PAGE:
Krantz emphasizes that from an anthropological point of view one must be able to answer the following questions:

“1. Why did the people move at all rather than simply remain where they were?

2. Why did they move where they did rather than to some other location?

3. Why did they move when they did rather than at some other time?

4. Why was it they who moved, there and then, rather than some other people?

5. How was the move accomplished over the presumed resistance of the people already occupying the location?”[2]


According to him if one can answer these questions, the proposed theory rests on solid ground. The more questions remain unanswered, the less is the value of the theory and one should question if it is worth continuing this line of thought. Krantz worked out the geographical map of the American Indian languages with a 95% success rate. He discovered that people do like continuity, security and if there is no overwhelming reason, they will not move from the familiar region. According to him there are no waves of migrations which entail a complete population change.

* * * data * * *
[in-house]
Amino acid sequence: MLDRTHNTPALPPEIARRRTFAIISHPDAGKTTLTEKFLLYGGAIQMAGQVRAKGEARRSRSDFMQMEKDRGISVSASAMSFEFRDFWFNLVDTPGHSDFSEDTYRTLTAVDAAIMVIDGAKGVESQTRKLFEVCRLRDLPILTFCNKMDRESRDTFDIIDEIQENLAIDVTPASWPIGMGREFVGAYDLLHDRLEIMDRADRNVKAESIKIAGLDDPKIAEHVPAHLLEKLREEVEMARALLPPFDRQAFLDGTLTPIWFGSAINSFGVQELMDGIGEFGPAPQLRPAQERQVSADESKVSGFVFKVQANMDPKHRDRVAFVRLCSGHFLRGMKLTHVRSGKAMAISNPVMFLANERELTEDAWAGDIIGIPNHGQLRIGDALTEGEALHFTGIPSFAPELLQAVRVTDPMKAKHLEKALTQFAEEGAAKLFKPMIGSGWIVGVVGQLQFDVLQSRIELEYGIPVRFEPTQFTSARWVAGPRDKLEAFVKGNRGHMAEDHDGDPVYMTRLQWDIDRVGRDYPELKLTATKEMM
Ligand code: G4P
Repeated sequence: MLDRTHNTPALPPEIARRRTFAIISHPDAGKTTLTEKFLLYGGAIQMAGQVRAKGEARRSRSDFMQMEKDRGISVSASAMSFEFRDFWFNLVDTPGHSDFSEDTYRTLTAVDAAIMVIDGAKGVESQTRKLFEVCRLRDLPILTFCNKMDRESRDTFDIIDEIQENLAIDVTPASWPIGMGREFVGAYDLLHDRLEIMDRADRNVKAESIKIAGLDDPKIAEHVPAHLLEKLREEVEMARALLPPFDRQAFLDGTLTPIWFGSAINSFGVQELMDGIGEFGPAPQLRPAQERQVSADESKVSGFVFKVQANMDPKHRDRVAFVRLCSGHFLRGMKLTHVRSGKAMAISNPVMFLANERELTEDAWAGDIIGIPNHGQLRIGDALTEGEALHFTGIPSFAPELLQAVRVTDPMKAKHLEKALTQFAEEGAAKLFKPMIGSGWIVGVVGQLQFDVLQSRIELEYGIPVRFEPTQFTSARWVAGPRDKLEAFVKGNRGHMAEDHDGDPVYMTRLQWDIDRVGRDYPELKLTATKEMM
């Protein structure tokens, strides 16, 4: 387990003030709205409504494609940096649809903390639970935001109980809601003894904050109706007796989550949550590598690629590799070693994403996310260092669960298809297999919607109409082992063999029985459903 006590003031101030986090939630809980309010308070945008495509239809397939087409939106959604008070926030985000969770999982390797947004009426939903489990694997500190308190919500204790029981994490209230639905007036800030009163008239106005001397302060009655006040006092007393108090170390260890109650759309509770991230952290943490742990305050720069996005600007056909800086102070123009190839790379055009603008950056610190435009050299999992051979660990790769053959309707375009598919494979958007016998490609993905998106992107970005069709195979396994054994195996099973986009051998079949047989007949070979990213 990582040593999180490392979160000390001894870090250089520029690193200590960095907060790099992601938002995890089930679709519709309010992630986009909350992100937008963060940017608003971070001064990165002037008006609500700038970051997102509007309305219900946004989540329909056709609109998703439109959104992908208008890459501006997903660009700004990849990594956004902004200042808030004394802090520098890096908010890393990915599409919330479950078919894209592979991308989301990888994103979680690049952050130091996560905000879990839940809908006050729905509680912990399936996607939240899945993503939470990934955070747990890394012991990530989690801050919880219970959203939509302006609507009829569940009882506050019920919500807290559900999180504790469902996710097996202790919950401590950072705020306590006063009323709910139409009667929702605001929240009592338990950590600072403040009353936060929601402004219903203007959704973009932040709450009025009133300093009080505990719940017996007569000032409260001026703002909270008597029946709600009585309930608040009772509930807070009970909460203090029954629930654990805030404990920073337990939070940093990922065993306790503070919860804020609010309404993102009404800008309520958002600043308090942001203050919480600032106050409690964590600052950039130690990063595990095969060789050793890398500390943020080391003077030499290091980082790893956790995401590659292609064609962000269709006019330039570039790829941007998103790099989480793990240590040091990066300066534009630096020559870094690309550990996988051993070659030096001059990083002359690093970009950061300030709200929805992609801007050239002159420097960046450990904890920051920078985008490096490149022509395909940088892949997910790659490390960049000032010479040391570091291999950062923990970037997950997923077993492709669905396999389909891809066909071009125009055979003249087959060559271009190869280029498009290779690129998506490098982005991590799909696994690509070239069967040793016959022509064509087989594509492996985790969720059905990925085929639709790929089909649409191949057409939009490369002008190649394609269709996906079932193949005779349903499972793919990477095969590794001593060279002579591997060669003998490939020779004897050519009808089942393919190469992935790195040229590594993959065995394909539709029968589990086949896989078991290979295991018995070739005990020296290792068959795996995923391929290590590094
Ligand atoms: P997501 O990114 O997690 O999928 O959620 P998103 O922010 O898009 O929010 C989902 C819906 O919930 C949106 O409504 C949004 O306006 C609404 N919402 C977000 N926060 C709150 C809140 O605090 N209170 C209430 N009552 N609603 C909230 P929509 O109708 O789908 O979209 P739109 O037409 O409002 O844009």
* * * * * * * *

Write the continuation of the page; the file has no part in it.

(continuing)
According to the second point of his theory, the migrants always move to a territory where they find a population with lower cultural standards than their own.

The migrants can always overstep the linguistic borders; this is the natural result of the migration. But the incoming migrants will soon be absorbed by the settled population and society of that region and they will cease to exist as a separate language and organized entity.